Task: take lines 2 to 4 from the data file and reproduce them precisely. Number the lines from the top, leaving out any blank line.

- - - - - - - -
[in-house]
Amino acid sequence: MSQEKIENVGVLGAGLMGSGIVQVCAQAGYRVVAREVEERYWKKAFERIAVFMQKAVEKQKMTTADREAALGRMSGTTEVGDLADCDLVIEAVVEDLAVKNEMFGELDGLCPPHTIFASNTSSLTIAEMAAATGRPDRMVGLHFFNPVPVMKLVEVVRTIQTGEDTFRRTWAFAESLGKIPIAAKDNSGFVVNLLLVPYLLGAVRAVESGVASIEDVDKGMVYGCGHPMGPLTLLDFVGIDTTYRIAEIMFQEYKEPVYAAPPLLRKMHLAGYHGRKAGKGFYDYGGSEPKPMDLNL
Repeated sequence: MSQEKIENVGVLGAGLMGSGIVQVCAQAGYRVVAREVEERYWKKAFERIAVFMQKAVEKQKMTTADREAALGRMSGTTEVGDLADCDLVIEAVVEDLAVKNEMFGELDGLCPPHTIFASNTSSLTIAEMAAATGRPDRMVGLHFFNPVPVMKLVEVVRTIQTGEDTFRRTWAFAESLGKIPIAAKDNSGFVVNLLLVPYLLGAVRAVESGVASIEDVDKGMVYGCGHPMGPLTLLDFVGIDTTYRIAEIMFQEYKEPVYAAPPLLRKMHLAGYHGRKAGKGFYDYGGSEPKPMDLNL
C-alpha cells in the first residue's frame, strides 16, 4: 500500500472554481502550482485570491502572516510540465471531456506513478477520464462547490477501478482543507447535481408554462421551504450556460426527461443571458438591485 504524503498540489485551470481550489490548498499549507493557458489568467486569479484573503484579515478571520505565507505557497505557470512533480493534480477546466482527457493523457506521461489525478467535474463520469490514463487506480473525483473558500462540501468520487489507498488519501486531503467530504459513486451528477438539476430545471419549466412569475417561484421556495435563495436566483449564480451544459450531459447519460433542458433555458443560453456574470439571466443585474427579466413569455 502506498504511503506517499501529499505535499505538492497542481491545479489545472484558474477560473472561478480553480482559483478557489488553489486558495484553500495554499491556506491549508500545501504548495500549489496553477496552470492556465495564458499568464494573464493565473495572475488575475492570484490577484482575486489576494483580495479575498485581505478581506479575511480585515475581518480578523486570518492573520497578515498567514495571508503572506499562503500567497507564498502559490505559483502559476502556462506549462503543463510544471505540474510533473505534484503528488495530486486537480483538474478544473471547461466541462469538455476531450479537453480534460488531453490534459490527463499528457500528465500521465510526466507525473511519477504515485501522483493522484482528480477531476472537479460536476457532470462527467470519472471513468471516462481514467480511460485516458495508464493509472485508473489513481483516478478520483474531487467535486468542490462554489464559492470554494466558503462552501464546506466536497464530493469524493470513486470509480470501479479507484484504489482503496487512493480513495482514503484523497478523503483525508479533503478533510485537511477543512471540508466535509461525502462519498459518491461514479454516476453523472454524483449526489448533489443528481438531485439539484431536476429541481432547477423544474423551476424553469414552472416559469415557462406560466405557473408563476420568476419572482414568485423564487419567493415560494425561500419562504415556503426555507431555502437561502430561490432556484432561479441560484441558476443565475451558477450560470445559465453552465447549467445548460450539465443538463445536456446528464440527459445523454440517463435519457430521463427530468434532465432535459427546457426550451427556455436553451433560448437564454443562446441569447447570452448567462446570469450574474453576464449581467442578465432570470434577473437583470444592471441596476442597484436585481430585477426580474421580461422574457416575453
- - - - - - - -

Amino acid sequence: MSQEKIENVGVLGAGLMGSGIVQVCAQAGYRVVAREVEERYWKKAFERIAVFMQKAVEKQKMTTADREAALGRMSGTTEVGDLADCDLVIEAVVEDLAVKNEMFGELDGLCPPHTIFASNTSSLTIAEMAAATGRPDRMVGLHFFNPVPVMKLVEVVRTIQTGEDTFRRTWAFAESLGKIPIAAKDNSGFVVNLLLVPYLLGAVRAVESGVASIEDVDKGMVYGCGHPMGPLTLLDFVGIDTTYRIAEIMFQEYKEPVYAAPPLLRKMHLAGYHGRKAGKGFYDYGGSEPKPMDLNL
Repeated sequence: MSQEKIENVGVLGAGLMGSGIVQVCAQAGYRVVAREVEERYWKKAFERIAVFMQKAVEKQKMTTADREAALGRMSGTTEVGDLADCDLVIEAVVEDLAVKNEMFGELDGLCPPHTIFASNTSSLTIAEMAAATGRPDRMVGLHFFNPVPVMKLVEVVRTIQTGEDTFRRTWAFAESLGKIPIAAKDNSGFVVNLLLVPYLLGAVRAVESGVASIEDVDKGMVYGCGHPMGPLTLLDFVGIDTTYRIAEIMFQEYKEPVYAAPPLLRKMHLAGYHGRKAGKGFYDYGGSEPKPMDLNL
C-alpha cells in the first residue's frame, strides 16, 4: 500500500472554481502550482485570491502572516510540465471531456506513478477520464462547490477501478482543507447535481408554462421551504450556460426527461443571458438591485 504524503498540489485551470481550489490548498499549507493557458489568467486569479484573503484579515478571520505565507505557497505557470512533480493534480477546466482527457493523457506521461489525478467535474463520469490514463487506480473525483473558500462540501468520487489507498488519501486531503467530504459513486451528477438539476430545471419549466412569475417561484421556495435563495436566483449564480451544459450531459447519460433542458433555458443560453456574470439571466443585474427579466413569455 502506498504511503506517499501529499505535499505538492497542481491545479489545472484558474477560473472561478480553480482559483478557489488553489486558495484553500495554499491556506491549508500545501504548495500549489496553477496552470492556465495564458499568464494573464493565473495572475488575475492570484490577484482575486489576494483580495479575498485581505478581506479575511480585515475581518480578523486570518492573520497578515498567514495571508503572506499562503500567497507564498502559490505559483502559476502556462506549462503543463510544471505540474510533473505534484503528488495530486486537480483538474478544473471547461466541462469538455476531450479537453480534460488531453490534459490527463499528457500528465500521465510526466507525473511519477504515485501522483493522484482528480477531476472537479460536476457532470462527467470519472471513468471516462481514467480511460485516458495508464493509472485508473489513481483516478478520483474531487467535486468542490462554489464559492470554494466558503462552501464546506466536497464530493469524493470513486470509480470501479479507484484504489482503496487512493480513495482514503484523497478523503483525508479533503478533510485537511477543512471540508466535509461525502462519498459518491461514479454516476453523472454524483449526489448533489443528481438531485439539484431536476429541481432547477423544474423551476424553469414552472416559469415557462406560466405557473408563476420568476419572482414568485423564487419567493415560494425561500419562504415556503426555507431555502437561502430561490432556484432561479441560484441558476443565475451558477450560470445559465453552465447549467445548460450539465443538463445536456446528464440527459445523454440517463435519457430521463427530468434532465432535459427546457426550451427556455436553451433560448437564454443562446441569447447570452448567462446570469450574474453576464449581467442578465432570470434577473437583470444592471441596476442597484436585481430585477426580474421580461422574457416575453